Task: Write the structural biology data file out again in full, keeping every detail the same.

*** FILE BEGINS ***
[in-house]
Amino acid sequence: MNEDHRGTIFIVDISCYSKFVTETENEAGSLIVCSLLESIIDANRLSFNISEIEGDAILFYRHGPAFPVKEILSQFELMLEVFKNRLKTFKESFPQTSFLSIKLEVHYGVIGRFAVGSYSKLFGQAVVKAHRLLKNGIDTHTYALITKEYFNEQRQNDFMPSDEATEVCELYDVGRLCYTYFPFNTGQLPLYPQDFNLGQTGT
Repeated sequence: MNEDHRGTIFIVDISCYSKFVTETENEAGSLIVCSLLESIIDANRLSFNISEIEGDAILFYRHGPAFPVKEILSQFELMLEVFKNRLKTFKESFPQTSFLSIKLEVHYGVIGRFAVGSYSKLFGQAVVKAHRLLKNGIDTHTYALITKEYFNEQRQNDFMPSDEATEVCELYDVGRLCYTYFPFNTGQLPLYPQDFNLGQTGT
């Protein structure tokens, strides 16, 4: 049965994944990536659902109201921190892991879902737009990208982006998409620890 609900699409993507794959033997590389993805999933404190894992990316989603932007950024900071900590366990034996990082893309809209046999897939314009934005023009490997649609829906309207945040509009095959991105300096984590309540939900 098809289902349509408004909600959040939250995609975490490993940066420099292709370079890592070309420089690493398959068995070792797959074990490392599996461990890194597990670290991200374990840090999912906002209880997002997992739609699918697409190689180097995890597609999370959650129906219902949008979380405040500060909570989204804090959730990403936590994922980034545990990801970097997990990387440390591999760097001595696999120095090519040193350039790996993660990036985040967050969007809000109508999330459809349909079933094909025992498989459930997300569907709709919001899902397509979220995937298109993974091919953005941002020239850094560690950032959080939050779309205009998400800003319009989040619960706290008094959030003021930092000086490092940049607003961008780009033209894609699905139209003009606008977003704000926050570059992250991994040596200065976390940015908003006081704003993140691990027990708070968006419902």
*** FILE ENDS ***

[in-house]
Amino acid sequence: MNEDHRGTIFIVDISCYSKFVTETENEAGSLIVCSLLESIIDANRLSFNISEIEGDAILFYRHGPAFPVKEILSQFELMLEVFKNRLKTFKESFPQTSFLSIKLEVHYGVIGRFAVGSYSKLFGQAVVKAHRLLKNGIDTHTYALITKEYFNEQRQNDFMPSDEATEVCELYDVGRLCYTYFPFNTGQLPLYPQDFNLGQTGT
Repeated sequence: MNEDHRGTIFIVDISCYSKFVTETENEAGSLIVCSLLESIIDANRLSFNISEIEGDAILFYRHGPAFPVKEILSQFELMLEVFKNRLKTFKESFPQTSFLSIKLEVHYGVIGRFAVGSYSKLFGQAVVKAHRLLKNGIDTHTYALITKEYFNEQRQNDFMPSDEATEVCELYDVGRLCYTYFPFNTGQLPLYPQDFNLGQTGT
């Protein structure tokens, strides 16, 4: 049965994944990536659902109201921190892991879902737009990208982006998409620890 609900699409993507794959033997590389993805999933404190894992990316989603932007950024900071900590366990034996990082893309809209046999897939314009934005023009490997649609829906309207945040509009095959991105300096984590309540939900 098809289902349509408004909600959040939250995609975490490993940066420099292709370079890592070309420089690493398959068995070792797959074990490392599996461990890194597990670290991200374990840090999912906002209880997002997992739609699918697409190689180097995890597609999370959650129906219902949008979380405040500060909570989204804090959730990403936590994922980034545990990801970097997990990387440390591999760097001595696999120095090519040193350039790996993660990036985040967050969007809000109508999330459809349909079933094909025992498989459930997300569907709709919001899902397509979220995937298109993974091919953005941002020239850094560690950032959080939050779309205009998400800003319009989040619960706290008094959030003021930092000086490092940049607003961008780009033209894609699905139209003009606008977003704000926050570059992250991994040596200065976390940015908003006081704003993140691990027990708070968006419902």